Back in 2015, Trask experienced a health scare. She was at a music festival in Yarmouth when she couldn’t stop falling. She was staying at her mother’s house when one morning she woke up and couldn’t walk. An ambulance took her to Yarmouth Regional Hospital, but physicians there couldn’t figure out what was wrong. They sent her to the Halifax Infirmary where Trask had more tests, including a spinal tap. Eventually, she got a diagnosis.

“It was Lisa Barrett herself who woke me up in the Infirmary and said a team of doctors determined I had Lyme disease,” Trask said.

So, she was treated for Lyme and started to get better, but by the time she was diagnosed, all the nerves at the tops of her legs were dead, so she had to learn to walk again. That meant a several-week stint in the Nova Scotia Rehabilitation Centre.

“It hits you where you’re weakest,” she said of the disease. “I only have praise for the way that was handled.”

Trask said she couldn’t recall being bitten by a tick, but doctors told her she was likely bitten about six months before she learned so had Lyme, so the summer, early fall of 2015.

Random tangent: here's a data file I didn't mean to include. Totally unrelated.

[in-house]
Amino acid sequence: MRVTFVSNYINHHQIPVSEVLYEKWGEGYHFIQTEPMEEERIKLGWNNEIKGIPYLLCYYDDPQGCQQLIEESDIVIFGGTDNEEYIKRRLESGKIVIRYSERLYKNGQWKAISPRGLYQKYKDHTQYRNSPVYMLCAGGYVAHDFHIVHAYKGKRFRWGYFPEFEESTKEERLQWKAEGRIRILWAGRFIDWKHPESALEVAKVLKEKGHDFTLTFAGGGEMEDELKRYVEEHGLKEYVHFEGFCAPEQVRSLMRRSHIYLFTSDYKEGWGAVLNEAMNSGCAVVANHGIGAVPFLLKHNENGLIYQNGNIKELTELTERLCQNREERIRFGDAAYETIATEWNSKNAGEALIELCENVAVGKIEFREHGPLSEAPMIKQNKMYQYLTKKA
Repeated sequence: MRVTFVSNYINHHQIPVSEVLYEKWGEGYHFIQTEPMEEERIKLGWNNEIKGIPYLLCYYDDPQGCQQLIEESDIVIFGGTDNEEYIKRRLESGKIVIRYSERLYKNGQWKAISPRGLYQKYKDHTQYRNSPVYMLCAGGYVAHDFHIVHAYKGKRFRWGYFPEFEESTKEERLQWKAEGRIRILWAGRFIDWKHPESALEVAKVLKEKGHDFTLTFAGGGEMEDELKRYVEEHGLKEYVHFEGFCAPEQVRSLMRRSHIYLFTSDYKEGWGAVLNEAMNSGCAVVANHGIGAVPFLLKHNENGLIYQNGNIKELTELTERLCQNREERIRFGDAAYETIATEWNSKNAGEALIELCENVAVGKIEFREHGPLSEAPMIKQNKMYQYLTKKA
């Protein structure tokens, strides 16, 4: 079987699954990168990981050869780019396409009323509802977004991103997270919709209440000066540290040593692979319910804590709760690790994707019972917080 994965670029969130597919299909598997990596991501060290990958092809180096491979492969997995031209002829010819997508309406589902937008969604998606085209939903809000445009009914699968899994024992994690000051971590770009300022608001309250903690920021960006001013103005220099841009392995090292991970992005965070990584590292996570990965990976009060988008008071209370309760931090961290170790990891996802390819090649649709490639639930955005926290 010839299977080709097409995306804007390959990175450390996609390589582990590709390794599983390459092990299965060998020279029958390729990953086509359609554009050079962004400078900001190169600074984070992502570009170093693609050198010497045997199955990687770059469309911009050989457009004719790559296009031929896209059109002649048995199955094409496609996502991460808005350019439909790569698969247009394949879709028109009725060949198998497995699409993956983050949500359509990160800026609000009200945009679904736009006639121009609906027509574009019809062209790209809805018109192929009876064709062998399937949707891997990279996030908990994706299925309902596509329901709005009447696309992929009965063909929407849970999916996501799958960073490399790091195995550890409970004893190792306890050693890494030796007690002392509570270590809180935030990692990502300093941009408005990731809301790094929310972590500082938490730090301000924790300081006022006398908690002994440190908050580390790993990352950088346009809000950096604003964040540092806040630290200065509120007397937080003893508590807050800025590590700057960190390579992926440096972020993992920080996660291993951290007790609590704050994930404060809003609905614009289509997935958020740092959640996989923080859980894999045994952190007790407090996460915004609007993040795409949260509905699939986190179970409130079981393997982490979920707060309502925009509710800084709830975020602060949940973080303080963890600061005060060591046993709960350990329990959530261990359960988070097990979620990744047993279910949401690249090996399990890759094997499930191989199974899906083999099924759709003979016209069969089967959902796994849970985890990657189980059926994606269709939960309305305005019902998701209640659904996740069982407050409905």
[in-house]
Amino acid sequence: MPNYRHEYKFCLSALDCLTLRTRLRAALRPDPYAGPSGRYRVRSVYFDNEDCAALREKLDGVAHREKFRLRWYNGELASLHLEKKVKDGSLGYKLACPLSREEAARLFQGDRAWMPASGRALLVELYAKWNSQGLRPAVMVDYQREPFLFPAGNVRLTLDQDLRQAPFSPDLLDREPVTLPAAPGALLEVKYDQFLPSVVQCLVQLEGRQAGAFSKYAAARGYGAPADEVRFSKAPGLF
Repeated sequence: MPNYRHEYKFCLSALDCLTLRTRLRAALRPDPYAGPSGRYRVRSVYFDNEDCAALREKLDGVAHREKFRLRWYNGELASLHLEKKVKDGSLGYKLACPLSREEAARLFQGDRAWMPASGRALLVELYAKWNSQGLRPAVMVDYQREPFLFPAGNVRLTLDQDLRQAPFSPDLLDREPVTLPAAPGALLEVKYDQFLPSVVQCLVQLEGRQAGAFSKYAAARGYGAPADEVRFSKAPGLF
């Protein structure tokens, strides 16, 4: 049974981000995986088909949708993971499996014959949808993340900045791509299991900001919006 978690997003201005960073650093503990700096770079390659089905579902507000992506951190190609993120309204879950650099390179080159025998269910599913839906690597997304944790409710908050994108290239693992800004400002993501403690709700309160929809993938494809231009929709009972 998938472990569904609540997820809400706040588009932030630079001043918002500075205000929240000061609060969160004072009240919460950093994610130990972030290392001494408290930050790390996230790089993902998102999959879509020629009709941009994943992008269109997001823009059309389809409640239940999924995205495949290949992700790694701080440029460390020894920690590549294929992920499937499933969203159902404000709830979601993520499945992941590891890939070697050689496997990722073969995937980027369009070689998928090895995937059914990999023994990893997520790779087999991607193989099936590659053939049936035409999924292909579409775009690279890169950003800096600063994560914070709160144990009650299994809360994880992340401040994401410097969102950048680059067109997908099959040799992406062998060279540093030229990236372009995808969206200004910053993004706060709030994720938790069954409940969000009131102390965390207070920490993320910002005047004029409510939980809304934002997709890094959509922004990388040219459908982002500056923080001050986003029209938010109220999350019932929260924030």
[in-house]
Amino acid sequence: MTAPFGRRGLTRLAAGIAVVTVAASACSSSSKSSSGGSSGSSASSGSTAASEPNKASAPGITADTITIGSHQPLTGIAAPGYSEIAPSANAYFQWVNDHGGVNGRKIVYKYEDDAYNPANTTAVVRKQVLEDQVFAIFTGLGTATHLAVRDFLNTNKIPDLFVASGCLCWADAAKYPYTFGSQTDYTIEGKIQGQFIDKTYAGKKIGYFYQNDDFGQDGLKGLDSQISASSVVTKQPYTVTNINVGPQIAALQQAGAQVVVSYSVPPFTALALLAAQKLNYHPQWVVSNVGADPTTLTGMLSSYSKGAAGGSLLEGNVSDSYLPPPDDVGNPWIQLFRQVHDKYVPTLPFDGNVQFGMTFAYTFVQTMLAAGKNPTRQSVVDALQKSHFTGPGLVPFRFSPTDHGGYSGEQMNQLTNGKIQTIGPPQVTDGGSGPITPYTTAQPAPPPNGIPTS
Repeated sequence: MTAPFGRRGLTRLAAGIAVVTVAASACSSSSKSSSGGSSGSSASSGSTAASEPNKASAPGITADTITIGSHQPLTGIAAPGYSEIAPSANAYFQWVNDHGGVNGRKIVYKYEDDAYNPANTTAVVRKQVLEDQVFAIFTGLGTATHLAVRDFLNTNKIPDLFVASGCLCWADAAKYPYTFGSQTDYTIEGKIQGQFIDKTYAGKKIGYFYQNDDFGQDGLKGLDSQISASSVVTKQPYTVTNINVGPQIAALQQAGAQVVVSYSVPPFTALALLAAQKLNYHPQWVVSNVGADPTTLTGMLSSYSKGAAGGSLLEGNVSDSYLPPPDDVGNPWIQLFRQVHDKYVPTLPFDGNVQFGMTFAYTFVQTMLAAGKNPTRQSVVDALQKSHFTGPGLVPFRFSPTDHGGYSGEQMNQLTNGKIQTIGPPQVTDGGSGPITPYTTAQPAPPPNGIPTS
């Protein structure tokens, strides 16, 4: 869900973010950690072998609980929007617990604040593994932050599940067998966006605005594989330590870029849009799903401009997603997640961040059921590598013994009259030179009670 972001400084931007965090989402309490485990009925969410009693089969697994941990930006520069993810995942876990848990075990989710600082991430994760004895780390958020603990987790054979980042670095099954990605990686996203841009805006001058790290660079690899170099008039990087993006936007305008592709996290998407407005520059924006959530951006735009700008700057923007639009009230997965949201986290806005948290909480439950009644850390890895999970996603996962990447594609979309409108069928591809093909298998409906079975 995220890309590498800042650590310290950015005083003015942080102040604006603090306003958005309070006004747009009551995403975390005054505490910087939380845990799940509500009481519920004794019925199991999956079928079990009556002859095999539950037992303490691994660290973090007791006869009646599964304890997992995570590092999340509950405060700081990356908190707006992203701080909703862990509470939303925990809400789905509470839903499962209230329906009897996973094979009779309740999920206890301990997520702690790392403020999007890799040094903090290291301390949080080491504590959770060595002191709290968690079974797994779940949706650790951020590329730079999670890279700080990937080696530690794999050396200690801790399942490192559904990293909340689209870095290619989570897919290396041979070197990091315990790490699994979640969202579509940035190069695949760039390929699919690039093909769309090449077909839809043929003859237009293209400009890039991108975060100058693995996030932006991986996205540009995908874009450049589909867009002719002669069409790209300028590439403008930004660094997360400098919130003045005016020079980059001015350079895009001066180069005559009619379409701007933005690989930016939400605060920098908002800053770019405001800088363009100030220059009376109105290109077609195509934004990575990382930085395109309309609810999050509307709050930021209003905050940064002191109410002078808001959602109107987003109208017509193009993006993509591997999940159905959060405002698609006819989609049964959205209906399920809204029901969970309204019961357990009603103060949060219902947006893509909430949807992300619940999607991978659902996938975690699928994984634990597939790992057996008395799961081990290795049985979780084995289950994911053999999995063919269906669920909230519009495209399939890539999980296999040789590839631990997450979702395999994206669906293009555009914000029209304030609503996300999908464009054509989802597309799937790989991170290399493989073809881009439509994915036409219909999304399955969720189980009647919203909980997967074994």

“I said it probably happened in a cemetery somewhere,” Trask said. “They’re everywhere and you just have to pay closer attention.”

‘I don’t think about death

Nova Scotia’s Monuments and Cemeteries Protection Act came into law in 1998, during Premier Russell MacLellan’s minority government. Trask said she helped push for that legislation and said it’s one of her proudest achievements. Under that law, once a parcel of land is used for burial of human remains, it can’t be used for anything else.

“Who’s going to vote against looking after graves and cemeteries? I don’t know if there have been any real tests of it, either.”

The Old Burying Ground, which has municipal, provincial, and federal heritage status, is what it is today because of Trask’s work. She looks at it now and sees the work to be done, but it’s not what others would like to see done. “People related to it,” Trask said of the site.

“We need to keep it safe and up with modern requirements for access without changing the overall feeling of the place,” she said. “Everyone once in a while someone comes up and wants to put a fancy plaza and nicer gardens. And I don’t think so.

But there’s one thing Trask doesn’t think about when she thinks about cemeteries.

“I don’t think about death,” she said. Gravestones are just a place. Death is something else entirely.”

Suzanne Rent is a writer, editor, and researcher. You can follow her on Twitter @Suzanne_Rent and on Mastodon

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  1. Thanks for posting this article. I really enjoyed reading it. My favorite cemetery is Camp Hill followed by Mount Olivet. I visit the headstones of long gone relatives and enjoy the peace and quiet. These places must be maintained and preserved.